The remodeling industry has a growing problem on its hands that must be addressed immediately.
Letters sent to Professional Remodeler
ASK THE EXPERT
I am quite new to remodeling, so I have no prior experience with a punch list, and I seem to be having a very hard time finding a sample. Could you point me in the right direction? I often hear a Punch List referred to, but I would really like to see a sample.
Greg E. Theis Construction, Inc.
St. Cloud, Minn.
A punch list is simply a list of the items to be done before the project is officially closed. At some point, the remodeler walks through the project with the client and makes a list of the "little" items that need completion. If you want an actual punch list, try your local trade association. In this case, it’s the Building Association of the Twin Cities at (651) 697-1954.
Re: Knowledge Trumps Information: October 1999, page 9
Dear Professional Remodeler:
I think this article will serve as wake up call for a lot of remodelers who are stuck in the old school thinking that says, "If I do good work, I can sell a lot of jobs." The article touches on educating the consumer. I strongly believe that if a remodeler educates his clients or his potential clients, he will sell more jobs, have far fewer fires to put out, gain credibility in his community, and raise the overall standards of the remodeling industry.
I also liked the article, because I felt that it was saying, "It’s time for remodelers to seek out and digest as much information as possible and use it to the advancement of our businesses." It was dead-on accurate when it said that today’s homeowners are searching for information. They know more because they want to know more. Remodelers need to saturate themselves with the newest sales, marketing, management and production information. I think it would be a great idea to have a monthly feature where you can expand on the groundwork that was laid in the "Knowledge Trumps Information" article.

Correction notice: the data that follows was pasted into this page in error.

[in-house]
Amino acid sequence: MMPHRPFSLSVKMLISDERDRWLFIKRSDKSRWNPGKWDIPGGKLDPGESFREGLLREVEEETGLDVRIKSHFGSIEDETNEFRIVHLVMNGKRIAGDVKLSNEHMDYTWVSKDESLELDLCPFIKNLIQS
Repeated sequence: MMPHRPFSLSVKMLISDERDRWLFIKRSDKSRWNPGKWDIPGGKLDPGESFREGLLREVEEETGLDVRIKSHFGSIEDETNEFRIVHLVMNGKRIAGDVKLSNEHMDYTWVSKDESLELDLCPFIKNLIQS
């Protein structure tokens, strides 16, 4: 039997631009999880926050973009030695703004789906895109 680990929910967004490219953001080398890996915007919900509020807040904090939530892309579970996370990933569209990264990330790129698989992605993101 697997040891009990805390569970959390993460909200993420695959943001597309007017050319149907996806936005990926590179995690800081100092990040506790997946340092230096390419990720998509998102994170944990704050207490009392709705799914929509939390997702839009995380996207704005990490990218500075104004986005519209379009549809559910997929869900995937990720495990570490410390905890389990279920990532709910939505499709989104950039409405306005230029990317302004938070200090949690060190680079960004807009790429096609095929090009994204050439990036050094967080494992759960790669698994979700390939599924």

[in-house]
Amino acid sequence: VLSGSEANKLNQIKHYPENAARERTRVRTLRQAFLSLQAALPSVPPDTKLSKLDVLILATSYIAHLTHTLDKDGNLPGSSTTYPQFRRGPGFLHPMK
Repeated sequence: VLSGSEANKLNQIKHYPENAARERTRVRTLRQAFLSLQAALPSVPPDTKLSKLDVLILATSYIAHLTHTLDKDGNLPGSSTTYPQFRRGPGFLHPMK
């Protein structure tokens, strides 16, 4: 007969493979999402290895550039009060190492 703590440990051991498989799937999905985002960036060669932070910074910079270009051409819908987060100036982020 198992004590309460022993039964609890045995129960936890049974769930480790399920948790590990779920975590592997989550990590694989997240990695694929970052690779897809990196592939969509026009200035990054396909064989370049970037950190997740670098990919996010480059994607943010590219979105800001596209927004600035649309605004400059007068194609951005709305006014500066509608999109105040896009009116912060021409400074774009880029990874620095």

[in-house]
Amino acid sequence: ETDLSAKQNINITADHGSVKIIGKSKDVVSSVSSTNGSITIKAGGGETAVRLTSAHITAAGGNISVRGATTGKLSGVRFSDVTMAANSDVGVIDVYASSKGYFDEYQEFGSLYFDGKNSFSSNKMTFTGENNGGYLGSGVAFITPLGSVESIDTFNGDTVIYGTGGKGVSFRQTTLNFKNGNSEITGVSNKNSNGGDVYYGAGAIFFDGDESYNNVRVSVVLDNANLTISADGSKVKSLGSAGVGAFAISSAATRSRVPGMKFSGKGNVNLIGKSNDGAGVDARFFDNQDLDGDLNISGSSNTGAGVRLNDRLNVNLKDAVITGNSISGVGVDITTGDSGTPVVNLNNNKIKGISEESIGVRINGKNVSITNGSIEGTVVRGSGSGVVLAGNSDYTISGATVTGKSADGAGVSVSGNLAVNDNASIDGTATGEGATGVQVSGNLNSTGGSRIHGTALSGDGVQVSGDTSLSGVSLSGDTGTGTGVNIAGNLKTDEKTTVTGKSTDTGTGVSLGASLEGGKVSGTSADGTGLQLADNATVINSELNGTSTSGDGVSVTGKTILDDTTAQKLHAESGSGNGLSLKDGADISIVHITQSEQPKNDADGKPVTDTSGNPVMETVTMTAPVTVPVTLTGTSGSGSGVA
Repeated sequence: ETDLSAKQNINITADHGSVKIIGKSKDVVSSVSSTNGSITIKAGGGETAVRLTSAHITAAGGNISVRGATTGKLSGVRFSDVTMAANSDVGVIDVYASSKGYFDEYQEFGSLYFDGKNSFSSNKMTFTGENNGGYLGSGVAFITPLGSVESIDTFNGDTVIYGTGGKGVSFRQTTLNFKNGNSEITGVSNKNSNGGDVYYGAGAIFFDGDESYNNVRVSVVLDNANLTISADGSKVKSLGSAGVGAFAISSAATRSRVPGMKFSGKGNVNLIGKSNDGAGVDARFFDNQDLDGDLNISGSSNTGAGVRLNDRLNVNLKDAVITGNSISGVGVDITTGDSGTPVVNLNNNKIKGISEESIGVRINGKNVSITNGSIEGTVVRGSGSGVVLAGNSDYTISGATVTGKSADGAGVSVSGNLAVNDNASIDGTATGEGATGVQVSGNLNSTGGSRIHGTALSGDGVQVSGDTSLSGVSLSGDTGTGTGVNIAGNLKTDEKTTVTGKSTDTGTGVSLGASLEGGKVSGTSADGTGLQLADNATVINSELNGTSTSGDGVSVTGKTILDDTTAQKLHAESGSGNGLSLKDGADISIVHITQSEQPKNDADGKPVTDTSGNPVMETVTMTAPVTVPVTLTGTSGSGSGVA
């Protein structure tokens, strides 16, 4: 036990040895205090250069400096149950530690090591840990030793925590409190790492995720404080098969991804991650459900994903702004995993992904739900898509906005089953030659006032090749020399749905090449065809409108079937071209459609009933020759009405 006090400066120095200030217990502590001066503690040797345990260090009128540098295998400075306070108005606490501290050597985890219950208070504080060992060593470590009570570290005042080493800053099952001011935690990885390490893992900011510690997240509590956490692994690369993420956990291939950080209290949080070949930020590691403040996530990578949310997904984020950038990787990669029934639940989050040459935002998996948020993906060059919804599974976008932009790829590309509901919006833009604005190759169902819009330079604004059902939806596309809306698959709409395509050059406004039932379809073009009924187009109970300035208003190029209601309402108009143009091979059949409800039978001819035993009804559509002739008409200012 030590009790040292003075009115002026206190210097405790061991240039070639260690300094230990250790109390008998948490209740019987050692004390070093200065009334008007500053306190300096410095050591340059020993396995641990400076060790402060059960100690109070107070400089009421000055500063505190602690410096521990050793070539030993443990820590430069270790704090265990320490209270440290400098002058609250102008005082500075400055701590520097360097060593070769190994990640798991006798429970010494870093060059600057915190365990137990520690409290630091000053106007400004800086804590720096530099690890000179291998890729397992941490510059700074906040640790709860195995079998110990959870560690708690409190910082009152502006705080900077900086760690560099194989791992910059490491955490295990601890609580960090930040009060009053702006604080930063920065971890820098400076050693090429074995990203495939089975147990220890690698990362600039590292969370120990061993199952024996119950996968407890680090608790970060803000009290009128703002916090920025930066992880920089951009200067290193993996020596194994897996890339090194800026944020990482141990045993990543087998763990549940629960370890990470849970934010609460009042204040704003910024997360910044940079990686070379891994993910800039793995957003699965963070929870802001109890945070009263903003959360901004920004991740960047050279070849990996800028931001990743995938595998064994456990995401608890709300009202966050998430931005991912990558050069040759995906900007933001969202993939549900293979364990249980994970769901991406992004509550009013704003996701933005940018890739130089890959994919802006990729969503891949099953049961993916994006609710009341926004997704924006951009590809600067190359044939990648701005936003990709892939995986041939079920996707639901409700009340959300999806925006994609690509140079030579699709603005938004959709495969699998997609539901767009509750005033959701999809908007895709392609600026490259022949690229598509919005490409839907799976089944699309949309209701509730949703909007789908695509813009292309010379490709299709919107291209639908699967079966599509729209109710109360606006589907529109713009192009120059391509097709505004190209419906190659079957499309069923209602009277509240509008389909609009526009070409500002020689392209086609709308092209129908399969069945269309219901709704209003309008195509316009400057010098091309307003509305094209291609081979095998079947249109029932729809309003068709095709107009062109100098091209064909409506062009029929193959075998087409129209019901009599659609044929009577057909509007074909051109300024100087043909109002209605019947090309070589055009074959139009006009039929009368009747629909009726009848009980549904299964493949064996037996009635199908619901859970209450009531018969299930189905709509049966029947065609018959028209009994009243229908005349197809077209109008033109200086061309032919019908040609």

Re: Letters: November 1999, page 11
Dear Professional Remodeler:
I read with some dismay the dissenting opinion of Michael Walter regarding draw schedules, or rather the lack of prepayment he prefers to operate with. I am certainly happy that he has never been stung by a consumer and has plenty of capital to risk on speculation that the consumer will always pay. But I simply do not feel that this is a good business move for most of us.
Lets face facts. Most of us have already invested a significant amount of our resources into building and maintaining a business. That is dollars and time spent on tooling, education, staffing and whatever else we have invested to make ourselves available to the public to design and perform the work they desire. This is what we have already done on speculation.
There is no need to put us at further risk for someone else’s benefit. Because home improvements are primarily funded by the homeowner rather than a bank (where there are set rules regarding payment schedules and a vested third party), there are quite a few traps that even the best meaning consumer can fall into. It could simply be some unexpected emergency that depletes the funds intended for the contractor. I think we all have enough to worry about in this line of work without adding an unnecessary burden.
Let me ask you this: Would you go to a car dealer with someone you don’t know and use your credit card to make the down payment for them with the expectation that they might pay you back sometime in the future? Come on down, I could use a new truck.
Ken Watkins, CKD